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Summer 2003


Book Request
Your article “The Rhythms of Prose” (summer, 2003), was well done, so well done that I am now interested in reading Jonathan Wilson’s books. Please send a list of titles and publishers.

Dr. Kenneth Fried, A51, D48, K51
New Canaan, CT
Point of Contention
I sincerely hope that the quotation by President Lawrence Bacow from his meeting with the Boston Chamber of Commerce on the economic impact of Boston-area academic institutions was taken out of context (“Report Highlights University Impact,” summer, 2003). President Bacow was quoted as saying, “While the Midwest may produce cars and steel, and the South may produce textiles, paper, and citrus, we produce brains, new ideas, and new technologies.” Not only is this an insult to higher education institutions across the country, it implies that the manufacturing and farming industries do not produce any of the “brains, new ideas, or new technologies.” Growing up and attending college in New England, I am well aware of the elitist attitude on education in the region, but I was shocked and disappointed to see it so clearly delineated in my alumni magazine. This quote should not have been printed, and I’m sure that alumni living and working in communities across the U.S. will agree.

Demia Sundra, J96
Decatur, GA
An Issue of Grammar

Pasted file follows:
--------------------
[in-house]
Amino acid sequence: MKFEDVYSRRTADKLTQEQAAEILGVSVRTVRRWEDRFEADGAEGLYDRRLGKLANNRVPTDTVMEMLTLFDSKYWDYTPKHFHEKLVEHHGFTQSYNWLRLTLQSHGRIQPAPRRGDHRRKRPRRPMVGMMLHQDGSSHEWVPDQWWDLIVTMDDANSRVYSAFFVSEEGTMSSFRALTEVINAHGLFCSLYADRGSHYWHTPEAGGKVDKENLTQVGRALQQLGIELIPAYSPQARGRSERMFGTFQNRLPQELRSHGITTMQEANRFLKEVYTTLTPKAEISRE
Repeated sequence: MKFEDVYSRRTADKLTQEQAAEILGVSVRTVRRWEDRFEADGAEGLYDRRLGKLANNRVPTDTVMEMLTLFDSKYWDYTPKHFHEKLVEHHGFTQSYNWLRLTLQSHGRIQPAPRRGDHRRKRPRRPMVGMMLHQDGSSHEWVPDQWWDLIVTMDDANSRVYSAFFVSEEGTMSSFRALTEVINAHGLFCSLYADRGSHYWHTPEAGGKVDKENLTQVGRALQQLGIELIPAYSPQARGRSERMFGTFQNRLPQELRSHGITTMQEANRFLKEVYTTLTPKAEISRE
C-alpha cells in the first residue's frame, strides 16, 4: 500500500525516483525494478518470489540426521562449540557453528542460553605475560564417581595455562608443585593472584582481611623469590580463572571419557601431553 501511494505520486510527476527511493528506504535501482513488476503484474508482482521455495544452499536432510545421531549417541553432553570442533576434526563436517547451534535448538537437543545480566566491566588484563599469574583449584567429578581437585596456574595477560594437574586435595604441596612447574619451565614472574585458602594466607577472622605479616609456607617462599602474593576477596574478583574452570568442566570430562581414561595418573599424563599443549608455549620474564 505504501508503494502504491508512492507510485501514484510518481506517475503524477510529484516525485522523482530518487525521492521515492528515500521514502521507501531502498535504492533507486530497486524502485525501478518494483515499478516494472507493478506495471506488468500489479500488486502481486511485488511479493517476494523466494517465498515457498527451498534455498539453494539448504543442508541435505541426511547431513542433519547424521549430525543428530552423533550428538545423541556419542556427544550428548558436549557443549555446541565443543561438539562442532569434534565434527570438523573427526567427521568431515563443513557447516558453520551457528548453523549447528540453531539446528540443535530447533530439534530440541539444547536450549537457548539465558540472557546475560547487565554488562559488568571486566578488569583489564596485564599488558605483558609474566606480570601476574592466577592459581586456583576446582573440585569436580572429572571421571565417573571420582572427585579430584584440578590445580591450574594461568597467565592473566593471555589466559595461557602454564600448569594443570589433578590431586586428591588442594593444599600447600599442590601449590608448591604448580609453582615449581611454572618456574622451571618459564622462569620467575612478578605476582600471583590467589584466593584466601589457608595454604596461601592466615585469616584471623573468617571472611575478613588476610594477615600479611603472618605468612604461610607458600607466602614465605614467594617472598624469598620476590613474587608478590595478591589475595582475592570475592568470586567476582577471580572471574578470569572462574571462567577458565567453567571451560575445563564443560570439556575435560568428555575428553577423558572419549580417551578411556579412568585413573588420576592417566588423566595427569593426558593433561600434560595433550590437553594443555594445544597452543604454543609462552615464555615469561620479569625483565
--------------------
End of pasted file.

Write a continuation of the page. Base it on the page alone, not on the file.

There’s no doubt President Bacow is a success—he’s ubiquitous, photogenic, and scholarly. His “running journal” on the Boston Marathon could have used editing (“Marathon Brings Out Jumbo Spirit,” summer, 2003), especially if Tufts Magazine prints excerpts: “Seeing the Prudential Center for the first time coming down Beacon Street was a great sight.” I’m reminded of the scene where the Statue of Liberty lumbers down Fifth Avenue to free New York from evil in Ghostbusters II.

Jim Haviland, A60
Pembroke, MA
Questions of Education
After reading “Transformative Education” (summer, 2003), I’m compelled to ask: Will our schools—and universities—ever stop merely SCHOOLING and start EDUCATING? Most schools, and indeed most colleges, are well-meaning but basically coercive places where passive and deferential students practice the “art of transient storage.” The result: Miserable basic skills and a dislike of reading as virtually all subject matter is HAPPILY forgotten just as soon as summer rolls around. Another result: “The best and the brightest” of Vietnam fame, who could not think, ask the right questions, or challenge the conventional wisdom. The solution: HELP kids keep on learning with the enthusiasm and efficiency of any preschool child by stimulating, demonstrating, and encouraging while abolishing that infernal/demeaning/scary/boring Prussian-derived, factory-oriented game called Teach ’em, Test ’em.

Dr. Robert E. Kay, M57
Philadelphia, PA